From The Washington Post
By Caitlin Dewey
Sarcasm on the Internet, the old Web adage goes, is kind of like winking on the phone.
It’s pointless. It’s invisible. It’s almost always misunderstood.
And for linguists, pollsters, marketers, stockbrokers, law enforcement and anyone else with a vested interest in knowing what people say (and mean) online, it’s become one of modern computing’s most vexing puzzles: Could we ever teach a program to recognize sarcasm — a human quirk that even humans mess up half the time?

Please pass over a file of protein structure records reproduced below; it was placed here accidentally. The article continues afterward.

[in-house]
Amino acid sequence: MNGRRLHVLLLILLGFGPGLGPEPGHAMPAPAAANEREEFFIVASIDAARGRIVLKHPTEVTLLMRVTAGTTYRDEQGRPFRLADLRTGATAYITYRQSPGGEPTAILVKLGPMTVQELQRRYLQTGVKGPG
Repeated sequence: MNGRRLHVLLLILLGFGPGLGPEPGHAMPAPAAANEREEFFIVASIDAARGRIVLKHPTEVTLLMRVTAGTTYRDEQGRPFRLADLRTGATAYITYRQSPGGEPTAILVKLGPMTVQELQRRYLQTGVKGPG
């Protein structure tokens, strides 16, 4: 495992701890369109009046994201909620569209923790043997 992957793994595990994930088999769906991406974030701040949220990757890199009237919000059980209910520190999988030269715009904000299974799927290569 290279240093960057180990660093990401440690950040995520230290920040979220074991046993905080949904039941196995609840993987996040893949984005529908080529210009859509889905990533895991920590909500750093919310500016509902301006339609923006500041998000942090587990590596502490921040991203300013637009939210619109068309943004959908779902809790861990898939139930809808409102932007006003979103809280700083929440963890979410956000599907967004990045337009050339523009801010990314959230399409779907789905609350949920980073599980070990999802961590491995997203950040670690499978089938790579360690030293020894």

“Sarcasm detection is a very difficult computational problem,” stresses David Bamman, a computational linguist and an assistant professor at UC Berkeley’s School of Information. His most recent stab at solving it — sponsored by the National Science Foundation, and published earlier this year — correctly IDed sarcasm on Twitter about 85 percent of the time, which is still a long way from ideal....